The Amazing Spiderman Awards for Best Novels of the First Half of 2012


1. Know No Fear by Dan Abnett (Horus Heresy #19)

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Unaware of the wider Heresy and following the Warmaster’s increasingly cryptic orders, Roboute Guilliman returns to Ultramar to muster his Legion for war against the orks massing in the Veridian system. Without warning, their supposed allies in the Word Bearers Legion launch a devastating invasion of Calth, scattering the Ultramarines fleet and slaughtering all who stand in their way. This confirms the worst scenario Guilliman can imagine – Lorgar means to settle their bitter rivalry once and for all. As the traitors summon foul daemonic hosts and all the forces of Chaos, the Ultramarines are drawn into a grim and deadly struggle in which neither side can prevail.


2. Empire State by Adam Christopher (Empire State #1)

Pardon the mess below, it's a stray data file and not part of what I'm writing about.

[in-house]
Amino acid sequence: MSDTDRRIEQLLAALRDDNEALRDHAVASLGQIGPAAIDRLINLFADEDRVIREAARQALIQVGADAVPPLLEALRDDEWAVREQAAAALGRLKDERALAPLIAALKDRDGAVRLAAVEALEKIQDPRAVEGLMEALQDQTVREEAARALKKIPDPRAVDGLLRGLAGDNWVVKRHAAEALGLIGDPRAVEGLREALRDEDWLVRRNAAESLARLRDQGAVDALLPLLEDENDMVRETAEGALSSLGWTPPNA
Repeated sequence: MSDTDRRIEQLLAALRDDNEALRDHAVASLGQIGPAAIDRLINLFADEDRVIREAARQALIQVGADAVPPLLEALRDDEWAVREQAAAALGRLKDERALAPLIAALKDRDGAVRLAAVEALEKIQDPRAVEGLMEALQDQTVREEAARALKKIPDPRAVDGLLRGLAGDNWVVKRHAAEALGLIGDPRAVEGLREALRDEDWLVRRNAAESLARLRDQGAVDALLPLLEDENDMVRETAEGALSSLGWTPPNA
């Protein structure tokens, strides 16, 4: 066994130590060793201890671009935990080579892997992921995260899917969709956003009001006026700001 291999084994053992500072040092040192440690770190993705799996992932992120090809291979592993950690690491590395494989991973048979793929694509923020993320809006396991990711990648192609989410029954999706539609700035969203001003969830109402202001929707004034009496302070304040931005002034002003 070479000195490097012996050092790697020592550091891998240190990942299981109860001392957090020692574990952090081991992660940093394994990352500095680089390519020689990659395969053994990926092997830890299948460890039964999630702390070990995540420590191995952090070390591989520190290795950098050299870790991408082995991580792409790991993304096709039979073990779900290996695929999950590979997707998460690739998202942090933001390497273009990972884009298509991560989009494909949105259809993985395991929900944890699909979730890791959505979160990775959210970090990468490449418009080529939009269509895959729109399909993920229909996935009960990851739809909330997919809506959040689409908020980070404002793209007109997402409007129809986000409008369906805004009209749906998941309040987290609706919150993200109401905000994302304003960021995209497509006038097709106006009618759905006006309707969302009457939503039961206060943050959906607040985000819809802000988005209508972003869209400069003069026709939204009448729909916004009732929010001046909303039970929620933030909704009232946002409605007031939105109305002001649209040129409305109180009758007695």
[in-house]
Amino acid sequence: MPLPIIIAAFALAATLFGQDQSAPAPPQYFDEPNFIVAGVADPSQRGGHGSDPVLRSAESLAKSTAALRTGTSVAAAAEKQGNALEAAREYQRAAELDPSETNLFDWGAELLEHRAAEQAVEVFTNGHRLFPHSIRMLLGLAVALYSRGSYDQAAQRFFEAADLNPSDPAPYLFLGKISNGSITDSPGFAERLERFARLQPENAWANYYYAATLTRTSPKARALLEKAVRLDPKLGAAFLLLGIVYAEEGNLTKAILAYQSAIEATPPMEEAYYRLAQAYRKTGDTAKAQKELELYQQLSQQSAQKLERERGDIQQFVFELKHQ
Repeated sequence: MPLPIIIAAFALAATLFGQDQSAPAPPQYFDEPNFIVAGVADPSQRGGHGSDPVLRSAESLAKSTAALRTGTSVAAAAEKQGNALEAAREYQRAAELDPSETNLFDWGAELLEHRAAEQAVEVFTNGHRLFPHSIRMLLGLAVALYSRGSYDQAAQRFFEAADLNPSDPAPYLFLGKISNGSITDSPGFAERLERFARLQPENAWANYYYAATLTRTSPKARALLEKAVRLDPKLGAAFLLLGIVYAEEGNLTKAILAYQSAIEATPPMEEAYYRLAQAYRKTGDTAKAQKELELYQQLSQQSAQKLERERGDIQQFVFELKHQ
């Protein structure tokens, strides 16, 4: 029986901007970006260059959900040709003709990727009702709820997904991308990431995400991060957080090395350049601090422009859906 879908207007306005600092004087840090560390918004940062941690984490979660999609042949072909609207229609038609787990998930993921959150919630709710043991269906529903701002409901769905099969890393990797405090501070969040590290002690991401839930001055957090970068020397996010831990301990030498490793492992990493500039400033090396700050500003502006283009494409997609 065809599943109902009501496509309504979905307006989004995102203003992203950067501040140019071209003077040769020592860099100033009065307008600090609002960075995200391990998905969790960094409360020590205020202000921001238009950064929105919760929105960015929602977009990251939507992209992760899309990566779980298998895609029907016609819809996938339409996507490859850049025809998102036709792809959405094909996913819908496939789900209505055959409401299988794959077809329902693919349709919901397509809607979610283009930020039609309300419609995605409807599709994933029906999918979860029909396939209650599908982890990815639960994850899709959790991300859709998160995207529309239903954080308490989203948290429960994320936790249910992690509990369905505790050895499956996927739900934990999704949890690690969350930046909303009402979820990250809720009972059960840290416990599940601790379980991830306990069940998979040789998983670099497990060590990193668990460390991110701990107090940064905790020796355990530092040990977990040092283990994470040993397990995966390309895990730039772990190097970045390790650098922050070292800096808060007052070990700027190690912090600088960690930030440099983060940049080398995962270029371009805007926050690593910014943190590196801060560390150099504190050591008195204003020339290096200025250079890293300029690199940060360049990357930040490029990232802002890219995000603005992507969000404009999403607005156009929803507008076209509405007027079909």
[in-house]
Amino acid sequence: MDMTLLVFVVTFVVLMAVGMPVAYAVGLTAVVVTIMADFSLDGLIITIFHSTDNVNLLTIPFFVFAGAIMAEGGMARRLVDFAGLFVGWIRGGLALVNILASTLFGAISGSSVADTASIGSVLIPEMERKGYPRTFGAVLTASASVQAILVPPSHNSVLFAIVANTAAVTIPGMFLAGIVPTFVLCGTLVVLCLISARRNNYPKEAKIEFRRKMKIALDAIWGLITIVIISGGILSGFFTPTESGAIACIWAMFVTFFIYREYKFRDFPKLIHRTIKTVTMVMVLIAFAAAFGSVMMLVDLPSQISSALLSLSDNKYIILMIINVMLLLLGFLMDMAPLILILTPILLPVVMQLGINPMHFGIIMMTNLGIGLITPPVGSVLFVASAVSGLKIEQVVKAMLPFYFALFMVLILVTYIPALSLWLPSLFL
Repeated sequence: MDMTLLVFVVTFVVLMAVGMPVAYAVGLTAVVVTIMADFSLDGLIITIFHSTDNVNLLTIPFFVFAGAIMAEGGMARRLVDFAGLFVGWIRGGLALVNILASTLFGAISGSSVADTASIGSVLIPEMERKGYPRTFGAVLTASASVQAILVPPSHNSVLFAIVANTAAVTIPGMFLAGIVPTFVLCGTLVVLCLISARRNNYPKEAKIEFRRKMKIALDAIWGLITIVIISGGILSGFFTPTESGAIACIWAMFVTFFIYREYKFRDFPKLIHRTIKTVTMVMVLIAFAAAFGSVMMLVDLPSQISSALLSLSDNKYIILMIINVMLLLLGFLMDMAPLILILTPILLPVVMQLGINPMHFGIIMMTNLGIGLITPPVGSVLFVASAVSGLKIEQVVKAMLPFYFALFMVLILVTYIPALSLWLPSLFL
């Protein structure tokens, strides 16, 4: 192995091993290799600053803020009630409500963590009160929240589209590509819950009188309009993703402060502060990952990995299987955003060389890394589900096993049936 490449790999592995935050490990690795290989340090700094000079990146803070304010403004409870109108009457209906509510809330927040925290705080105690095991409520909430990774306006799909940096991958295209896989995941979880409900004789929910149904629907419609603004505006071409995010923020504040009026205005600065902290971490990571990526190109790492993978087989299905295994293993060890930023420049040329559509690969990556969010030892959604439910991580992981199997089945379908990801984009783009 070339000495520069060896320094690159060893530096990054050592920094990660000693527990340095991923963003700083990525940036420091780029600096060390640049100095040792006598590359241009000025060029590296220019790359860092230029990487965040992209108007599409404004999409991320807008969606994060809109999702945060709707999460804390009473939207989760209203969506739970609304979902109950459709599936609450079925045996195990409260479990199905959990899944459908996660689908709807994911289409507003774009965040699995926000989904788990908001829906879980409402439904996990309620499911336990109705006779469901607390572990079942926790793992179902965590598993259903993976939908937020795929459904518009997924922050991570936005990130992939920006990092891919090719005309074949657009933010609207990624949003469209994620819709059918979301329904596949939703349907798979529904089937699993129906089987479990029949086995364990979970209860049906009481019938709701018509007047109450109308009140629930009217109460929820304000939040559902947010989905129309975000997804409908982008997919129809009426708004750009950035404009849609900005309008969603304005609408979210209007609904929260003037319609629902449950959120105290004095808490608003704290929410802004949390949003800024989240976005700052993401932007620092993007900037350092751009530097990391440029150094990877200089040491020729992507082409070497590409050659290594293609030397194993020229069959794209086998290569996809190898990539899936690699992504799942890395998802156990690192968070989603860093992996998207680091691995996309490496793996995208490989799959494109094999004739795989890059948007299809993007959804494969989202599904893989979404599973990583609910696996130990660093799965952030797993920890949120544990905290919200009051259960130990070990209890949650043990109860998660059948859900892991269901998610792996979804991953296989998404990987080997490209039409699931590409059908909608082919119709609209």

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The stunning superhero-noir fantasy thriller set in the other New York.

It was the last great science hero fight, but the energy blast ripped a hole in reality, and birthed the Empire State – a young, twisted parallel prohibition-era New York.

When the rift starts to close, both worlds are threatened, and both must fight for the right to exist.

Adam Christopher’s stunning debut novel heralds the arrival of an amazing new talent.


3. Void Stalker by Aaron Dembski-Bowden (Night Lords #3)

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The third book in the Night Lords trilogy by New York Times bestselling author Aaron Dembski-Bowden.

The hunters have become the hunted. The Night Lords flee to the dark fringes of the Imperium to escape their relentless pursuers – the eldar of Craftworld Ulthwé. Their flight takes them to the carrion world of Tsagualsa, where their primarch died and their Legion was broken. There, history will repeat itself as a deadly assassin stalks the shadows, and the Night Lords are drawn into a battle they are destined to lose.


4. Percepliquis by Michael J. Sullivan (Riyria Revelations #6)